# Overview

In this post, we’ll explore Gradient Descent from the ground up starting conceptually, then using code to build up our intuition brick by brick.

# Overview

This is a quick walk through of using the `sunburstR` package to create sunburst plots in R. The original document is written in `RMarkdown`, which is an interactive version of markdown.

The two main libraries are `tidyverse` (mostly `dplyr` so you can just load that if you want) and `sunburstR`. There are other packages for sunburst plots including: plotly and ggsunburst (of ggplot), but we'll explore sunburstR in this post.

`library(tidyverse)library(sunburstR)`

The data is from week 50 of TidyTuesday, exploring the BBC’s top 100 influential women of 2020. …

# Overview

This is a continuation of my progress through Data Science from Scratch by Joel Grus. We’ll use a classic coin-flipping example in this post because it is simple to illustrate with both concept and code. The goal of this post is to connect the dots between several concepts including the Central Limit Theorem, hypothesis testing, p-Values and confidence intervals, using python to build our intuition.

# Central Limit Theorem

Terms like “null” and “alternative” hypothesis are used quite frequently, so let’s set some context. The “null” is the default position. The “alternative”, alt for short, is something we’re comparing to the default (null).

# Permutation in Python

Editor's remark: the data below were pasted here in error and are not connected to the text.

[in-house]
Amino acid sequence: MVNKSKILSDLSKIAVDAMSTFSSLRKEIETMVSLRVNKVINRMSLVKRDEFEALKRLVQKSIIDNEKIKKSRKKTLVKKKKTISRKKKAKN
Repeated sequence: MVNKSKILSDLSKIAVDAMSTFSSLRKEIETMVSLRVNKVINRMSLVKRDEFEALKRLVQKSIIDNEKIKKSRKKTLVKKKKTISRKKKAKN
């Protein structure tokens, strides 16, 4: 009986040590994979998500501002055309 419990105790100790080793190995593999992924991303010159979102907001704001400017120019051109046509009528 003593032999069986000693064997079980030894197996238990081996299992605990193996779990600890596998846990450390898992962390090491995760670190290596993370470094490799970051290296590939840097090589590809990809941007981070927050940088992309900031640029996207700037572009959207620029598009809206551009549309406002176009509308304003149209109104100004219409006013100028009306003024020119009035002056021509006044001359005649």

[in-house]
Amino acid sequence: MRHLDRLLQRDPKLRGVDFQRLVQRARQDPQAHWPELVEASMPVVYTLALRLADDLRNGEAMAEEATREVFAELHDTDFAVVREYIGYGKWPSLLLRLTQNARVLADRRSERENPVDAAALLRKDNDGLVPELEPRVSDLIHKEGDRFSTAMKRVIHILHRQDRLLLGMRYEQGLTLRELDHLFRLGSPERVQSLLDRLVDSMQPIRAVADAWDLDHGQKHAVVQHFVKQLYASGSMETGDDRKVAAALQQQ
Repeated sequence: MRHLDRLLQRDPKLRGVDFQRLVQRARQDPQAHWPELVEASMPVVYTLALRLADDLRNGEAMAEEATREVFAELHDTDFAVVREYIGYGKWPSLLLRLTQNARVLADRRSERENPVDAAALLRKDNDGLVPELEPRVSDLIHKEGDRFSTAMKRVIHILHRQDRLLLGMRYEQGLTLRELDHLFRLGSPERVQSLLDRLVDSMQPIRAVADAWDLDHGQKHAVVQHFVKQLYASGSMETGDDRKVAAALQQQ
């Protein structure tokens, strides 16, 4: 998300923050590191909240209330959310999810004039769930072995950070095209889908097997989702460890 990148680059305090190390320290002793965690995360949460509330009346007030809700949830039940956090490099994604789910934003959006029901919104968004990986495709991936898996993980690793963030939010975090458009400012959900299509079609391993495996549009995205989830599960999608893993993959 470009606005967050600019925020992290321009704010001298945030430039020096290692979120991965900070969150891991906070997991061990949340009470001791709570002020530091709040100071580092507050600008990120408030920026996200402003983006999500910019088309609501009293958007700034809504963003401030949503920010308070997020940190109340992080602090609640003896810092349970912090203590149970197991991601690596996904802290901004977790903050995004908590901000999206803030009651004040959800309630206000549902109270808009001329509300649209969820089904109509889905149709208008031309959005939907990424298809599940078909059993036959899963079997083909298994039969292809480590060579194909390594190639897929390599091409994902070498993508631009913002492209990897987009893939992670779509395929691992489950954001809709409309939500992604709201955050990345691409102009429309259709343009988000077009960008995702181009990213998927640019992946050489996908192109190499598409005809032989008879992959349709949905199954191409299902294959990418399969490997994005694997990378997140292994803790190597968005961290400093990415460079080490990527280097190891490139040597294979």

Using statistics to help users find your product

# Overview

`Itertools` are a core set of fast, memory efficient tools for creating iterators for efficient looping (read the documentation here).

# Itertools Permutations

One (of many) uses for `itertools` is to create a `permutations()` function that will return all possible combinations of items in a list.

# Context

There are several posts that could serve as context (as needed) for the concepts discuss in this post including these posts on:

# Distributions

In this post, we’ll cover probability distributions. This is a broad topic so we’ll sample a few concepts to get a feel for it. Borrowing from the previous post, we’ll chart our medical diagnostic outcomes.

# Overview

This post is a in continuation of my coverage of Data Science from Scratch by Joel Grus.

# Bayes Theorem

Previously, we established an understanding of conditional probability, but building up with marginal and joint probabilities. We explored the conditional probabilities of two outcomes:

## Outcome 1: What is the probability of the event “both children are girls” (B) conditional on the event “the older child is a girl” (G)?

The probability for outcome one is roughly 50% or (1/2).

## Outcome 2: What is the probability of the event “both children are girls” (B) conditional on the event “at least one of the children is a girl” (L)?

The probability for outcome two is roughly 33% or (1/3). …

# Overview

This post is chapter 6 in continuation of my coverage of Data Science from Scratch by Joel Grus. We will work our way towards understanding conditional probability by understanding preceding concepts like marginal and joint probabilities.

# Challenge

The first challenge in this section is distinguishing between two conditional probability statements.

# Overview

This post is chapter 5 in continuation of my coverage of Data Science from Scratch by Joel Grus.

Specifically, we’ll examine how specific features of the Python language as well as functions we built in a previous post on Vectors (see also Matrices) can be used to build tools used to describe data and relationships within data (aka statistics). …